Ivory Coast votes as president seeks strong majority
Ivory Coast voted Sunday in elections that President Alassane Ouattara hopes will strengthen his hold in parliament and keep the world’s top cocoa producer in the economic fast lane.
The authorities ordered some 30,000 security personnel into the streets for the vote in the wake of scattered incidents in recent months, including attacks on police posts.
An election monitor told AFP that the “vote was carried out on the whole peacefully” — though turnout was low — with polls closing and the count beginning just after 6:00 pm (1800 GMT).
The ruling coalition is seeking an absolute majority in the face of numerous dissidents and opposition candidates in the country, which was rocked by deadly unrest after the 2010 presidential election that saw Ouattara oust then leader Laurent Gbagbo.
The opposition, which boycotted the 2011 legislative election, is hoping to make a return to parliament on Sunday.
Provisional results could start being released on Sunday night but the definitive outcome is not expected to be known until Wednesday, according to an official from the independent election commission.
Former prime minister Pascal Affi Nguessan, who leads Gbagbo’s Ivorian Popular Front (FPI), called for the people to “reestablish the political balance”.
Ivory Coast was long the star economic performer in the region until hitting years of political strife but is now back on the rails.
The International Monetary Fund has said the west African state will be the continent’s fastest-growing economy this year.
“Give me a strong majority to enable me to speed up the work that I have set as an objective in the four years to come,” Ouattara said in a TV broadcast, playing up his economic achievements to win support among the 6.2 million eligible voters.
The presidential coalition — named the Houphouetist Rally for Democracy and Peace (RHDP) in tribute to the country’s founding president — is aiming for an absolute majority in the 255-seat National Assembly.
– ‘Change and development’ –
Most observers and even some in the opposition acknowledge the economic benefits of Ouattara’s rule, but find less convincing the political record of the man known to Ivorians by his initials “ADO”.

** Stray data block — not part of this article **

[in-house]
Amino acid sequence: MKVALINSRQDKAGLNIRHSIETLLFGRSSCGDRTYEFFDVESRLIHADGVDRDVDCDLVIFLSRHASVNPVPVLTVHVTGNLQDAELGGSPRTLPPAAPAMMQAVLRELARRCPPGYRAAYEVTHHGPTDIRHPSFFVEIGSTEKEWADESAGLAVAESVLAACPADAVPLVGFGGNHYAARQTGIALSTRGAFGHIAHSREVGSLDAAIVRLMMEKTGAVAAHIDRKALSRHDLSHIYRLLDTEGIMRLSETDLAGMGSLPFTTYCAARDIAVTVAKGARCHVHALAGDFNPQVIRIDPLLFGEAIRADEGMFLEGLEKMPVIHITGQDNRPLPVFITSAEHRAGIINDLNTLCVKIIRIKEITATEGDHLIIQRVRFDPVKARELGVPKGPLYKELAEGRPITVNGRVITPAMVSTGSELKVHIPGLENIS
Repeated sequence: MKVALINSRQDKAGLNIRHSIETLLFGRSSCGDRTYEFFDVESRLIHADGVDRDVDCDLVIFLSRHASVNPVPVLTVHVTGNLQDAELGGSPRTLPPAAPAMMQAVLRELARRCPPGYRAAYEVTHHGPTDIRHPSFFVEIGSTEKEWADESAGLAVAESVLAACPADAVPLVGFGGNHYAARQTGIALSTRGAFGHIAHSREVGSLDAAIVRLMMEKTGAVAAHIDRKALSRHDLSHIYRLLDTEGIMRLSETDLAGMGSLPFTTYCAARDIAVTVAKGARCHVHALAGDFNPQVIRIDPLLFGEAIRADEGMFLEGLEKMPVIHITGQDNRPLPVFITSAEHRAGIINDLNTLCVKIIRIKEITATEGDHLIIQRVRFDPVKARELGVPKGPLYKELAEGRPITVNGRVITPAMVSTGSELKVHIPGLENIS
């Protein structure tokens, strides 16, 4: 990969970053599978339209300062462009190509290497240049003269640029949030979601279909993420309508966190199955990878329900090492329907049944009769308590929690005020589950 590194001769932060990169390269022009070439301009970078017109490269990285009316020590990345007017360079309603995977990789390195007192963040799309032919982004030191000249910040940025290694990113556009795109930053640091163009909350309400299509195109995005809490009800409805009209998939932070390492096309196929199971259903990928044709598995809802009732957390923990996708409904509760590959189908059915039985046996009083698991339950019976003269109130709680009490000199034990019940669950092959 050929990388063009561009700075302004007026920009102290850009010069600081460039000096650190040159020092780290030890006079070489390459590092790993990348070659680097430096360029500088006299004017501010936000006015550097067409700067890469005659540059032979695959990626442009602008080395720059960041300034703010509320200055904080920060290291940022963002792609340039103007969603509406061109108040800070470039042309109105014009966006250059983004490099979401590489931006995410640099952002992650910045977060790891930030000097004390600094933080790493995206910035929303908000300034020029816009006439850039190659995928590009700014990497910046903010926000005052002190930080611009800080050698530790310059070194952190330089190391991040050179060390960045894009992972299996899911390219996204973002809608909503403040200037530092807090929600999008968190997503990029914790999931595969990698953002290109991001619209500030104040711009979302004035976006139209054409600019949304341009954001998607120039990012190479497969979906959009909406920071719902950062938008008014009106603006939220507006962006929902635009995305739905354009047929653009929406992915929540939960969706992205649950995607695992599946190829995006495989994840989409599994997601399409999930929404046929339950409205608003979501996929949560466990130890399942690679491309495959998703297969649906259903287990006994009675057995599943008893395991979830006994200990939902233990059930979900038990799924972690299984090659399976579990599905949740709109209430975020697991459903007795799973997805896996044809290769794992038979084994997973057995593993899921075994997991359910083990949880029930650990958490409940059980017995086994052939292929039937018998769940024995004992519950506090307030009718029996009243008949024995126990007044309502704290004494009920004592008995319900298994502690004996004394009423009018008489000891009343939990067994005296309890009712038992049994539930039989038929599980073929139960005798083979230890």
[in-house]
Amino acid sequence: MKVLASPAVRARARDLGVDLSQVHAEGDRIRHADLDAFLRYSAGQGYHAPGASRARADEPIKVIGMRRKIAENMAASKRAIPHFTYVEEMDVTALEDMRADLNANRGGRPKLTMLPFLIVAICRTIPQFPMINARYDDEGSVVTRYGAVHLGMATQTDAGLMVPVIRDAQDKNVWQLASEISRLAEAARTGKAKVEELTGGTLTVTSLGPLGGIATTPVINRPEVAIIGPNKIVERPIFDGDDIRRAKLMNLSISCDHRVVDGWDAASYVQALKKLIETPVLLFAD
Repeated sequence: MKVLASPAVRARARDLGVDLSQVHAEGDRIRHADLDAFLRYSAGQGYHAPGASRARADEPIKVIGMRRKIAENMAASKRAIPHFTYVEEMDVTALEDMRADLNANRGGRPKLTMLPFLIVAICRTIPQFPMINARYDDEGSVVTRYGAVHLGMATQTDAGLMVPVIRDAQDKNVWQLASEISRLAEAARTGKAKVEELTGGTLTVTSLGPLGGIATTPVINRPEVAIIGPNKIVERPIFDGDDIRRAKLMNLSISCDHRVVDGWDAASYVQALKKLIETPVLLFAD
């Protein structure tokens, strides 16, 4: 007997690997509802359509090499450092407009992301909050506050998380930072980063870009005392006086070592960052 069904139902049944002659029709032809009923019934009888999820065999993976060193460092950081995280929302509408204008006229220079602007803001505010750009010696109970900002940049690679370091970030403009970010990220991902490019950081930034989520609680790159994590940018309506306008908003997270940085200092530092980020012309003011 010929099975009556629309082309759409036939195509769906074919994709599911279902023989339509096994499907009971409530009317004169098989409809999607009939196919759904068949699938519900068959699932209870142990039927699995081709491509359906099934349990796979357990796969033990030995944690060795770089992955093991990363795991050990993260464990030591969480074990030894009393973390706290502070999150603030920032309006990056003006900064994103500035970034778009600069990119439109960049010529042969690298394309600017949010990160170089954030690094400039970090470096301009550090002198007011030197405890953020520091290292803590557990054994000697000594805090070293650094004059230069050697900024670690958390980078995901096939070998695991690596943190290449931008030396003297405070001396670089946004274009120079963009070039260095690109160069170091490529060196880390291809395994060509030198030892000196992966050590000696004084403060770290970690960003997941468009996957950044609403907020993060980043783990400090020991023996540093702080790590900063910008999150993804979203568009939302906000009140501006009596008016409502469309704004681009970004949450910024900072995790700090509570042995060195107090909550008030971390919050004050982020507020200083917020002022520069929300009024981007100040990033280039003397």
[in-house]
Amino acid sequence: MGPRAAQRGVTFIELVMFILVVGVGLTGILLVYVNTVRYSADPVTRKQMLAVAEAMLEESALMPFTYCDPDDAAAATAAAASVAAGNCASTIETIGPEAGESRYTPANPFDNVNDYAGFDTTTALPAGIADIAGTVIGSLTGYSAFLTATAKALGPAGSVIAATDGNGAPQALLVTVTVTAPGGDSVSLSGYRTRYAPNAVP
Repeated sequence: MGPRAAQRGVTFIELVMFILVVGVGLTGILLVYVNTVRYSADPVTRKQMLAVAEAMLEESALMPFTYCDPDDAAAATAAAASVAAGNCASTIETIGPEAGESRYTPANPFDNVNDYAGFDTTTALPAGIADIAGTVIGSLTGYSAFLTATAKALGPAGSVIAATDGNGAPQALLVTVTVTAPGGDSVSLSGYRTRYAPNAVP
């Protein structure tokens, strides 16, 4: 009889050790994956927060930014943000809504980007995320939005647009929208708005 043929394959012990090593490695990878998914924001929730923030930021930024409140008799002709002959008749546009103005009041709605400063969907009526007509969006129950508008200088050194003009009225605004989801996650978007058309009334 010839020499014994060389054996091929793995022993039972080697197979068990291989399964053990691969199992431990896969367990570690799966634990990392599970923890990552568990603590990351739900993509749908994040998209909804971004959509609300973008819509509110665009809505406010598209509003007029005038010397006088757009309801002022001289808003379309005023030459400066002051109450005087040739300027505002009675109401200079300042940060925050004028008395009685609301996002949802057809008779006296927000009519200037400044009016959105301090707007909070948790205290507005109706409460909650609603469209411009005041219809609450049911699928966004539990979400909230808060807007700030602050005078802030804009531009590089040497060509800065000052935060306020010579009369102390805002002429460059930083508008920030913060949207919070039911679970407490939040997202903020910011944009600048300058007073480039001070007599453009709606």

National reconciliation remains unfinished, the judiciary is under fire, and the opposition shunned a referendum in October on a divisive new constitution.
“I voted for change and development of my neighbourhood,” said Fousseni Diabate, a 25-year-old shopkeeper after voting at a primary school in Abidjan.
“I want a deputy at the (national) assembly who is close to the people, because I don’t even know the name of the outgoing one for my commune.”
In the country’s second city Bouake, 300 kilometres (200 miles) north of Abidjan, polling stations also opened late.
“I voted to allow the Ivory Coast’s president to win a majority in the national assembly, so that he can implement his plan to develop the country,” said Karim Ouattara, a 63-year-old retiree.
The president’s predecessor refused to accept defeat in a long-delayed poll in November 2010, sparking conflict that claimed 3,000 lives before Gbagbo was arrested in April 2011.
Gbagbo is being tried by the International Criminal Court on charges of crimes against humanity.
His wife Simone Gbagbo is also on trial in Abidjan on similar charges over the post-2010 election violence.
No fewer than 1,337 candidates are standing in the single-round poll, in which winner takes all in each constituency.
The electoral system has forced Ouattara’s own Rally of Republicans party to find common ground with other parties in the RHDP coalition, particularly its main allies in the Ivory Coast Democratic Party.
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